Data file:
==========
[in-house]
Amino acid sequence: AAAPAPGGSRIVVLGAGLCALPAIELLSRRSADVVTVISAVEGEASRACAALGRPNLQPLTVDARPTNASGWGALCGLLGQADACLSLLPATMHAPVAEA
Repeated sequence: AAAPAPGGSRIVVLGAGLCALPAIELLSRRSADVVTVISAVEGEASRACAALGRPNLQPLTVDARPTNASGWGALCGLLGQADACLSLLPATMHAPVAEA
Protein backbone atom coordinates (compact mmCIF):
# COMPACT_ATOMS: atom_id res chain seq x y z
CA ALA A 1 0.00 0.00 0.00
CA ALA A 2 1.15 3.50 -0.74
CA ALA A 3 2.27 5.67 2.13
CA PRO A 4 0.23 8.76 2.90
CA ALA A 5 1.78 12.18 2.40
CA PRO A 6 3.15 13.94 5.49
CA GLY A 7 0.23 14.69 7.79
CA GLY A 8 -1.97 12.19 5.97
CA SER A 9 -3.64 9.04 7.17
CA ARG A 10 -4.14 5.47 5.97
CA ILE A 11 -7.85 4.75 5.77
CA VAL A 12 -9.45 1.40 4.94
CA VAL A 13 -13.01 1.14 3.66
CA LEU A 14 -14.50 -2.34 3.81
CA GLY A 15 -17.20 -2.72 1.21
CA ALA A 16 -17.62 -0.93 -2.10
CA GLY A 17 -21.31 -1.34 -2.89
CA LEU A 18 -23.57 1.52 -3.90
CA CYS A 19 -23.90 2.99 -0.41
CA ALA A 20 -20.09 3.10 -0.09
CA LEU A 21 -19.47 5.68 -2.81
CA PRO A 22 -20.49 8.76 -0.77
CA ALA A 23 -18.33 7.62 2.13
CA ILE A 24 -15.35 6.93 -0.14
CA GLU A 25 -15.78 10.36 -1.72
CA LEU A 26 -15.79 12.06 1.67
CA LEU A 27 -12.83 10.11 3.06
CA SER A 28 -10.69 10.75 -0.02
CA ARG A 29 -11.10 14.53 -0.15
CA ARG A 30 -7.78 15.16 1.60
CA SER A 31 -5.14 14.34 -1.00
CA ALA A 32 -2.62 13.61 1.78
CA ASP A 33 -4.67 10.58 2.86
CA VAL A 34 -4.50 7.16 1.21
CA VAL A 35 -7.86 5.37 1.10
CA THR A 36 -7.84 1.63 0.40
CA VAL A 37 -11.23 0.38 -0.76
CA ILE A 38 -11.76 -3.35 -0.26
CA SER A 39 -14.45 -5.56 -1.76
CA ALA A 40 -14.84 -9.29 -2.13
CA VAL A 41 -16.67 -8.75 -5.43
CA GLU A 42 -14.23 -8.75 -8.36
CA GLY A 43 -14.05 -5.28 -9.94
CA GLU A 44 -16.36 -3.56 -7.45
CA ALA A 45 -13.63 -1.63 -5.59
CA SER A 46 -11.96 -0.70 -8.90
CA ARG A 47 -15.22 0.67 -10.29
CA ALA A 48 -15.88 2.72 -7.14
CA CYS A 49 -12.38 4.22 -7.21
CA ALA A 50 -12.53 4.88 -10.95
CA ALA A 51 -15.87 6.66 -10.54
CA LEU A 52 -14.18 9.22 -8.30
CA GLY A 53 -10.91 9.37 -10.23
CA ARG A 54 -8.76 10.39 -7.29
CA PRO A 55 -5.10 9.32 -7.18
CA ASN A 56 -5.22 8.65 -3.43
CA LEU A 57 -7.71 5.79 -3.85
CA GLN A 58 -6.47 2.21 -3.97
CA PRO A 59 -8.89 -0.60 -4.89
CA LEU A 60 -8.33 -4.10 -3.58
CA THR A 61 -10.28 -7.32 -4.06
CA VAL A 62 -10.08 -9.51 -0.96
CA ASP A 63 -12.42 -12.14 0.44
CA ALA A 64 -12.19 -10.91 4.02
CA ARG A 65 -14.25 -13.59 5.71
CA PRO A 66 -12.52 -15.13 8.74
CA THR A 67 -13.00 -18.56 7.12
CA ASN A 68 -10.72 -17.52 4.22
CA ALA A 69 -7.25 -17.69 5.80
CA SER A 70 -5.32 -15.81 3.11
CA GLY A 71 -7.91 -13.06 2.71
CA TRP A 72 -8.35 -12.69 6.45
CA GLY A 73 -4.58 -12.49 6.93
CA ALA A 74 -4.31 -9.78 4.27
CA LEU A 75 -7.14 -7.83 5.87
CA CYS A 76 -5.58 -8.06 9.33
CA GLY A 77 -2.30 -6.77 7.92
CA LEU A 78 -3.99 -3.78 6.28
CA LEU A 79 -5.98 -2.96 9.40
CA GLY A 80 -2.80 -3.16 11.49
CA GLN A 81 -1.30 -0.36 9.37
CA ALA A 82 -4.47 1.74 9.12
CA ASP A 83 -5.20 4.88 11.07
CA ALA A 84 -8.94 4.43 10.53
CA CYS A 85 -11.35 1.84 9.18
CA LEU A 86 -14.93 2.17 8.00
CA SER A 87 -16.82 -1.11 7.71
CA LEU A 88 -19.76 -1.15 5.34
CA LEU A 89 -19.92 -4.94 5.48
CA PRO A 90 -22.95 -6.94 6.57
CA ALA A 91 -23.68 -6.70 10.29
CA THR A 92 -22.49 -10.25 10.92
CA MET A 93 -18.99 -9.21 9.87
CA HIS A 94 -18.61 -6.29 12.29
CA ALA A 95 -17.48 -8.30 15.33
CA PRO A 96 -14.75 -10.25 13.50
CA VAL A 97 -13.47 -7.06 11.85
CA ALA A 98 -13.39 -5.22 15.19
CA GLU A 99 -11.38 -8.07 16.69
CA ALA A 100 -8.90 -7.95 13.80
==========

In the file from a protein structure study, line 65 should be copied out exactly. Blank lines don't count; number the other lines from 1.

CA LEU A 60 -8.33 -4.10 -3.58